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2017-09-02

Less Redux Boilerplate with Union Types

If you have ever setup Redux in a new project you know the crazy amount of boilerplate that’s needed to “get started.” You need a store, reducers, selectors, actions, health insurance, and the exact date of the last time you travelled abroad. Yes, I understand the argument for “separation of concerns” and how the splitting up of files is supposed to help me reason about my application better. I think, though, this has been taken to an extreme. What about rethinking this whole split file structure and instead think of modules as a separation of data, not responsibility.

That was a bit of context and philosophy behind what spurred this blog post. Now let’s get into coding something. We are going to create a simple counter (sorry I am not original!) with the help of the union-type library with influence from The Elm Architecture.

Getting Started 🚀

To get started let’s pull in the necessary libraries and create a simple react application using create-react-app.

$ create-react-app redux-union && cd redux-union && yarn add union-type redux react-redux ramda && yarn start

You might want to watch this to kill the time. It’s going to be a while 😁.

Get Going Already! 🏃🏻

After everything is installed, create a single index.js file within a store folder and pull in the necesary dependencies.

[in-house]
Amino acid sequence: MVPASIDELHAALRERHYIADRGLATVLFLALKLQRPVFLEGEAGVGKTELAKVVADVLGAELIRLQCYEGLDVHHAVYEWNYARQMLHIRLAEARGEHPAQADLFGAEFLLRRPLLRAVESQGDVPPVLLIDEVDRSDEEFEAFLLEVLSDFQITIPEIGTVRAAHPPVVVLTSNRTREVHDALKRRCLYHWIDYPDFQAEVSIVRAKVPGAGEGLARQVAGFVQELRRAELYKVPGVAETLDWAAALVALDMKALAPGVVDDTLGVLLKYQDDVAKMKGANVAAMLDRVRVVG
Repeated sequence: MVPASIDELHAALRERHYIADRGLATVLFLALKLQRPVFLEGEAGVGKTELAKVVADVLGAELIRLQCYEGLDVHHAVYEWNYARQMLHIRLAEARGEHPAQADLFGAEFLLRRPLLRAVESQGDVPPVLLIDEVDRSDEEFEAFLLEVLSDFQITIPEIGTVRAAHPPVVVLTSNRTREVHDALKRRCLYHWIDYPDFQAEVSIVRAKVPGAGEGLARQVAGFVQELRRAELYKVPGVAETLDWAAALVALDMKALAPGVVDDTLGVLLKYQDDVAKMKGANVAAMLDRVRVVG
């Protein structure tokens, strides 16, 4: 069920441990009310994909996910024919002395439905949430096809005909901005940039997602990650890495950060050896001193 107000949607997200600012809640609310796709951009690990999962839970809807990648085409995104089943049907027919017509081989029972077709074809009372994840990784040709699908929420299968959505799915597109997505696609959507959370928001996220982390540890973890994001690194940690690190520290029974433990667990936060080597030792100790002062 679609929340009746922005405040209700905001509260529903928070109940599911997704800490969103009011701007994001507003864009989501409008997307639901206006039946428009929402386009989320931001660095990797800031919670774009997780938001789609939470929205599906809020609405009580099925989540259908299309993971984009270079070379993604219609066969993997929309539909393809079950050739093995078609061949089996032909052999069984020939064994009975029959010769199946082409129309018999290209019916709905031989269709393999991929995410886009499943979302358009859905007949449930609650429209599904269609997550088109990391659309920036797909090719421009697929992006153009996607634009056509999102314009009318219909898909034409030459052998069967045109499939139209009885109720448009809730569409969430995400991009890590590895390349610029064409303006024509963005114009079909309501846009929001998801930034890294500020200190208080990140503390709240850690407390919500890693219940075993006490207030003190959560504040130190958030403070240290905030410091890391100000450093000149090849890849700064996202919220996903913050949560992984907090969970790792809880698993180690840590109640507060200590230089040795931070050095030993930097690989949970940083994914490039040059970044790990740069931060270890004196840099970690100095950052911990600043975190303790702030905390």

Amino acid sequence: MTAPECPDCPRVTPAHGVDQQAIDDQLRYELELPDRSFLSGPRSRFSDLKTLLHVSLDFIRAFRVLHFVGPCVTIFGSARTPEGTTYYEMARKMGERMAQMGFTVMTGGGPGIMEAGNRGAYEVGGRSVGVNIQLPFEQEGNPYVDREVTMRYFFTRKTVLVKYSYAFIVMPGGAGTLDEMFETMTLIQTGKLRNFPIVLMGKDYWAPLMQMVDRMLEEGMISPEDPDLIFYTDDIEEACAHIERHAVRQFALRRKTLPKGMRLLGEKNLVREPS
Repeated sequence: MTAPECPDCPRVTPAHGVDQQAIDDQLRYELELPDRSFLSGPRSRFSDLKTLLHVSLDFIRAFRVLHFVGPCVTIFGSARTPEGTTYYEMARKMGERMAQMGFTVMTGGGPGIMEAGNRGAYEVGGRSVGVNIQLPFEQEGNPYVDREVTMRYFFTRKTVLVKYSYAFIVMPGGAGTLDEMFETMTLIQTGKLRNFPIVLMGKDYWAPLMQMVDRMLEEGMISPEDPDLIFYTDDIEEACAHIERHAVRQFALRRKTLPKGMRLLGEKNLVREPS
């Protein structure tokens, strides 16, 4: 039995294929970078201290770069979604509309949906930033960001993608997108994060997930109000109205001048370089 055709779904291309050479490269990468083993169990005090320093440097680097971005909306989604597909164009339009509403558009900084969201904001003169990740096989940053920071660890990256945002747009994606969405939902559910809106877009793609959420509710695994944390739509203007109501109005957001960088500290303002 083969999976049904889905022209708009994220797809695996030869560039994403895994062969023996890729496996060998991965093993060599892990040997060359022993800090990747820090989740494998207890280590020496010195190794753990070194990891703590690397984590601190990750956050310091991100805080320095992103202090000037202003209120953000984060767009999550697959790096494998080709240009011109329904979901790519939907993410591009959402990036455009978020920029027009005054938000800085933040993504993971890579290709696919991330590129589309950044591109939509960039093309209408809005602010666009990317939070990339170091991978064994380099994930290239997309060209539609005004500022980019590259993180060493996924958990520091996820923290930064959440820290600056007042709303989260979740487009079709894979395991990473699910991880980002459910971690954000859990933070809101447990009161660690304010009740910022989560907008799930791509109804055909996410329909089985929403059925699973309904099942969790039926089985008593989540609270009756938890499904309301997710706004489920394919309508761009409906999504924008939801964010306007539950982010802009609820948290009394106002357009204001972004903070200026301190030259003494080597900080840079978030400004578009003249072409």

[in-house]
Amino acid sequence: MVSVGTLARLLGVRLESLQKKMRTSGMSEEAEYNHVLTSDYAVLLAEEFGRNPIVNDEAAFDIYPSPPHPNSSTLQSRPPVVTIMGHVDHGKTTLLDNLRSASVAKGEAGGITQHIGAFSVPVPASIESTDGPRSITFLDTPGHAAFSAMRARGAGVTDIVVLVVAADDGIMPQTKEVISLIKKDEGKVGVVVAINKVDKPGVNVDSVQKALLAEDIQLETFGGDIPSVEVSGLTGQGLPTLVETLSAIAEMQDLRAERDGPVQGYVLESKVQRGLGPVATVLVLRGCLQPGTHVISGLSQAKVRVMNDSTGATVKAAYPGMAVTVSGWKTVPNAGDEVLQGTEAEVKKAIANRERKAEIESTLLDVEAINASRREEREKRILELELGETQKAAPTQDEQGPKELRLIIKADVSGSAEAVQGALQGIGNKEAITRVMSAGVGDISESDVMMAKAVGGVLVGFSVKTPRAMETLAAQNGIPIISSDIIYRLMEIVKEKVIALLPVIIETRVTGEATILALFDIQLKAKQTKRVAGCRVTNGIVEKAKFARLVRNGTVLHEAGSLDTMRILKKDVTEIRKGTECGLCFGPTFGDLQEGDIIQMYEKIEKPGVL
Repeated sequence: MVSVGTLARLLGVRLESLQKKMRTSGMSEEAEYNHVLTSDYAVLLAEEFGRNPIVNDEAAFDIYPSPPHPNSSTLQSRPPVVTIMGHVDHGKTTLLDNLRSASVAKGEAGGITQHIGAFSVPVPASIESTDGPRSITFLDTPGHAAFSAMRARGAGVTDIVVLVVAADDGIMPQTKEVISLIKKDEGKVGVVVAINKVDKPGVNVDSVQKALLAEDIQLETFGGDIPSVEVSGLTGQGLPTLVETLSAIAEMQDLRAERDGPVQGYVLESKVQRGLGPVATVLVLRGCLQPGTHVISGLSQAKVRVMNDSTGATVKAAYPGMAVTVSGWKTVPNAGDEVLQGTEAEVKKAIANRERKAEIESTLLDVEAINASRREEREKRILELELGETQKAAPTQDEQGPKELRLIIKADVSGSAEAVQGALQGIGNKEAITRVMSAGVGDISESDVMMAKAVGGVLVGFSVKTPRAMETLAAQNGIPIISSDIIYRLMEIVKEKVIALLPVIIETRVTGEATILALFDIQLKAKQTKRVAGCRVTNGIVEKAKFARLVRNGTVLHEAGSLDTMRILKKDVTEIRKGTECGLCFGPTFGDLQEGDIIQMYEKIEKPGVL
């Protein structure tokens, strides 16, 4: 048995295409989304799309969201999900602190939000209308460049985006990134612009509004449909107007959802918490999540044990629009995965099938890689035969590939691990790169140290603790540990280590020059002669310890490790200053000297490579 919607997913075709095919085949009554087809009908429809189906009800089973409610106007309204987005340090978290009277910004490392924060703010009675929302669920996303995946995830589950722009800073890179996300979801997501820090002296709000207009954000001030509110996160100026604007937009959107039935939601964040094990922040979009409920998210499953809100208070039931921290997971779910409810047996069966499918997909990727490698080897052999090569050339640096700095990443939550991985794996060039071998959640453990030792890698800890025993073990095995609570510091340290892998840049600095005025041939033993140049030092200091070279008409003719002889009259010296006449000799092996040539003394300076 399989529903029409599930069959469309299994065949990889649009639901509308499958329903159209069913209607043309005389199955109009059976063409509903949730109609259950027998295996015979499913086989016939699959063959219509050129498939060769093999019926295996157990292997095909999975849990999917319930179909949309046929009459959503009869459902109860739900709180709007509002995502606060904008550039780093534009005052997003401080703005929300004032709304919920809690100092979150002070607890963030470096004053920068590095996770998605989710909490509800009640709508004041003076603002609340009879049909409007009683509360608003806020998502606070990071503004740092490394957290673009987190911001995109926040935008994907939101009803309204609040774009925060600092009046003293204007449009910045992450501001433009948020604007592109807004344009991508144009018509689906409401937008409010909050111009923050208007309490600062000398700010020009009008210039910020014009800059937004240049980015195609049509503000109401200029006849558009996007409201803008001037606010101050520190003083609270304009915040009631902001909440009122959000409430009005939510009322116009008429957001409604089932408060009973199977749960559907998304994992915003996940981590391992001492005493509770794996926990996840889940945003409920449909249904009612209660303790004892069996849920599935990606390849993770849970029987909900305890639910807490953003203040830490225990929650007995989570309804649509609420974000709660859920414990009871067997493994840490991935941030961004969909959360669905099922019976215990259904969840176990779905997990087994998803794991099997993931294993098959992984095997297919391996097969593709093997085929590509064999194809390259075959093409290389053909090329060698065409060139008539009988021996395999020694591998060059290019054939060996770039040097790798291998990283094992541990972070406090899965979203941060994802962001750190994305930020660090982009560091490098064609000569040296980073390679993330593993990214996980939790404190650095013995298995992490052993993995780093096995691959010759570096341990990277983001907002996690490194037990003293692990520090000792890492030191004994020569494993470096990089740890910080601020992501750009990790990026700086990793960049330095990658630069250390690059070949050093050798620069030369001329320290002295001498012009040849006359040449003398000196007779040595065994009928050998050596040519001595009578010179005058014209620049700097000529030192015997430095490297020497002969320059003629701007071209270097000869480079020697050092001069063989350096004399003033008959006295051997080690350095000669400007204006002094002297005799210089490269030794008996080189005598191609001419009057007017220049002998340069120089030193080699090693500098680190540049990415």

import { combineReducers, createStore } from "redux";
import Type from "union-type";
import memoize from "ramda/src/memoize";
import path from "ramda/src/path";

Okay, so what is a union type? A union type is a common data structure in functional programming languages. Essentially, it allows you to extend data types all under a single parent. For example, in Elm you will commonly see the typeMsg. Then underneath Msg there will be ButtonClick in this format: type Msg = ButtonClick | NoOp. This allows you to then pattern match in your update function on a Msg whenever one is sent from a handler in the DOM.

case msg of
  ButtonClick ->
      model ! \[\]

It’s a really nice pattern that simplifies a common process: handling user interaction. It also allows you to be more declarative with your program by creating data types on the fly that speak more to the domain specific terminology of your application. Let’s now create the messages for this program.

Messages 💬

const Msg = Type({ INCREMENT: \[\], DECREMENT: \[\] });

I am keeping with some Elm conventions here. Instead of calling these Actions for example, I simply call them Msg, short for message. I think this makes more sense for not just a beginner, but anyone with any background not in JavaScript or Elm. The [] is essentially the types that would be passed to these type unions if we passed any types. For example, a number. In this case we are not passing anything so it’s left empty. Now that I have my types let’s create the handlers for these different messages.

const nextState = Msg.caseOn({
  INCREMENT: state => ({ count: state.count + 1 }),
  DECREMENT: state => ({ count: state.count - 1 }),
  \_: state => state
});

There is one thing that is a bit obscure about this function. In the background you are passing action and state to nextState. So to visually understand just imagine nextState as nextState(action, state).

State 📱

In the typical Elm way, let’s describe the model, in this case the state.

const initialState = {
  count: 0
};

Update ⏰

Next, let’s create the update function, in this case the reducer which will be called state.

function state(state = initialState, { type = Msg.DEFAULT, payload = null }) {